The Snowbelt, Snow Belt, Frostbelt, or Frost Belt is the region near the Great Lakes in North America where heavy snowfall in the form of lake-effect snow is particularly common. Snowbelts are typically found downwind of the lakes, principally off the eastern and southern shores.
Lake-effect snow occurs when cold air moves over warmer water, taking up moisture that later precipitates as snow when the air moves over land and cools. The lakes produce snowsqualls and persistently cloudy skies throughout the winter, as long as air temperatures are colder than water temperatures, or until a lake freezes over.
In the United States, snowbelts are located southeast of Lake Erie from Cleveland, Ohio, to Buffalo, New York, and south of Lake Ontario stretching roughly from Rochester, New York, over Syracuse, New York, to Utica, New York, and northward to Watertown, New York. Other snowbelts are located on the eastern shore of Lake Michigan from Gary, Indiana, northward through Western Michigan and Northern Michigan to the Straits of Mackinac, and on the eastern and southern shores of Lake Superior from northwest Wisconsin through the northern half of the Upper Peninsula of Michigan.
Portions of the snowbelt are located in Ontario, Canada, which includes the eastern shore of Lake Superior from Sault Ste. Marie northward to Wawa, as well as the eastern and southern shores of Lake Huron and Georgian Bay from Parry Sound to London. During the winter, north-westerly winds cause frequent road closures, with Highway 21 on the Lake Huron coast and Highway 26 south of Georgian Bay as far east as Barrie, Ontario, being strongly affected. The Niagara Peninsula and the north-eastern shores of Lake Ontario are especially hard-hit by heavy snowfall when south-western winds are predominant.
Lake Erie is the second smallest of the five Great Lakes and shallowest. It can completely freeze over during winter. Once frozen, lake-effect snow over land to the east and south of Lake Erie is temporarily alleviated. This does not end the possibility of a damaging winter storm. The Great Lakes Blizzard of 1977 that struck metropolitan Buffalo was a direct result of powder snow blown by high winds off Lake Erie, which had frozen earlier than normal. There was, for the region, no significant snowfall during the duration of the blizzard.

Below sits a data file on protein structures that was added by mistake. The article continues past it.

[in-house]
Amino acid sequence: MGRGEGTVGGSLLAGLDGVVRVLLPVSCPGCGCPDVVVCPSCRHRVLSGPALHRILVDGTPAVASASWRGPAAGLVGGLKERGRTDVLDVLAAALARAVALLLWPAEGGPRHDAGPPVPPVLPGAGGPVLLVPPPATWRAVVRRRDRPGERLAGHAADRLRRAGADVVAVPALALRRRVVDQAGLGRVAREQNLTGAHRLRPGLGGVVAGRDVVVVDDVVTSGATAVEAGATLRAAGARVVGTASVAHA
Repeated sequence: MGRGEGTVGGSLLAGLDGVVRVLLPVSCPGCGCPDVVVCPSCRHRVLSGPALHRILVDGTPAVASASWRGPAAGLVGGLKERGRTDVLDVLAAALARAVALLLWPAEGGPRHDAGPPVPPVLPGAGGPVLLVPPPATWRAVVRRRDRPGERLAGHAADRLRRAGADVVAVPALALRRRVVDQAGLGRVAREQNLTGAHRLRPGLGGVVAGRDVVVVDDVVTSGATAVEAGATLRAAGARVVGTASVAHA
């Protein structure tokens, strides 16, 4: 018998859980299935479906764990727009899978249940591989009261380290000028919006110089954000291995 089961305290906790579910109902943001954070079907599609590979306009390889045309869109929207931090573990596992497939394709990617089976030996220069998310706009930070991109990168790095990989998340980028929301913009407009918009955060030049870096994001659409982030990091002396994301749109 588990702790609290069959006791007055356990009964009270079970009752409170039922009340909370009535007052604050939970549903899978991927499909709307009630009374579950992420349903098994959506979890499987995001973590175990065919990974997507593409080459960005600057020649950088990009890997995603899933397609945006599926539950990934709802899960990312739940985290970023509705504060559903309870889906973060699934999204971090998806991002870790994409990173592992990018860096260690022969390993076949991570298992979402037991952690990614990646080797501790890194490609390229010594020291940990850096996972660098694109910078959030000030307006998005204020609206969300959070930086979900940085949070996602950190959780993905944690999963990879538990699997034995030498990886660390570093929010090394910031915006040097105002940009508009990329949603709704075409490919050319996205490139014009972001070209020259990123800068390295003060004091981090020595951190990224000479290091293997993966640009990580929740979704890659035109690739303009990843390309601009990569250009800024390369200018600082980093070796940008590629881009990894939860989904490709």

The southern and southeastern sides of the Great Salt Lake in Utah receive significant lake-effect snow. Since the Great Salt Lake never freezes, the lake effect can influence the weather along the Wasatch Front year-round. The lake effect largely contributes to the 55–80 inches (140–203 cm) annual snowfall amounts recorded south and east of the lake, and an average snowfall reaching 500 inches (13 m) in the Wasatch Range. The snow, which is often very light and dry because of the semiarid climate, is referred to as the "Greatest Snow on Earth" in the mountains. Lake-effect snow contributes to roughly six to eight snowfalls per year in Salt Lake City, with about 10% of the city's precipitation being contributed by the phenomenon.
Healthy skiing industries have been established in snowbelt regions located near major cities such as Buffalo and Toronto. The Erie/Ontario snowbelt, which extends to the northern slopes of the Allegheny Plateau, has lent the region its nickname: ski country. To the south of Georgian Bay, ski resorts are found on the Niagara Escarpment at Blue Mountain and on the Oro Moraine.
Outside North AmericaEdit
Ocean-effect snow conditions are found on the West side of the Japanese island of Hokkaido and the west side of Russia's Kamchatka Peninsula. There, cold winds blowing outward from the Siberian winter high pressure system pick up moisture while crossing the Sea of Japan and the Sea of Okhotsk and release it as heavy snowfall in Japan's snow country.
Sweden's east coast can be affected by similar conditions, particularly in the early winter when there is little ice on the Baltic Sea.
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